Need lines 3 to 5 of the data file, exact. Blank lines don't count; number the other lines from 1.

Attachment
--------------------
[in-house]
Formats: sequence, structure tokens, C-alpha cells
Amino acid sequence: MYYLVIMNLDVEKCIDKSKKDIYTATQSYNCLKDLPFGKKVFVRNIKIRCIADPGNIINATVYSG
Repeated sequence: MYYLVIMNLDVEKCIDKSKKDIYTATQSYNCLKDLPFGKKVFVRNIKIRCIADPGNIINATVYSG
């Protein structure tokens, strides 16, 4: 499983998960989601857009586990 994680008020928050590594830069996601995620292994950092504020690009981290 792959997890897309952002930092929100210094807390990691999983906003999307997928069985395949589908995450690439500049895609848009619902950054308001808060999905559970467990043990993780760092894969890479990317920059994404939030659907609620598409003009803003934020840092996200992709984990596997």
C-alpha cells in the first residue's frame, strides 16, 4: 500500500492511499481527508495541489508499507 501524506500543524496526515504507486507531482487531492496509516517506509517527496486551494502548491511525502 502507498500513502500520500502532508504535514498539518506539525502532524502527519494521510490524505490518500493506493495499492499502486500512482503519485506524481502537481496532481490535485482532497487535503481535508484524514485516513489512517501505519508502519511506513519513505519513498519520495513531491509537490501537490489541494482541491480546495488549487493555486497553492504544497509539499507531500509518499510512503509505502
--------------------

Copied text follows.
Amino acid sequence: MYYLVIMNLDVEKCIDKSKKDIYTATQSYNCLKDLPFGKKVFVRNIKIRCIADPGNIINATVYSG
Repeated sequence: MYYLVIMNLDVEKCIDKSKKDIYTATQSYNCLKDLPFGKKVFVRNIKIRCIADPGNIINATVYSG
């Protein structure tokens, strides 16, 4: 499983998960989601857009586990 994680008020928050590594830069996601995620292994950092504020690009981290 792959997890897309952002930092929100210094807390990691999983906003999307997928069985395949589908995450690439500049895609848009619902950054308001808060999905559970467990043990993780760092894969890479990317920059994404939030659907609620598409003009803003934020840092996200992709984990596997």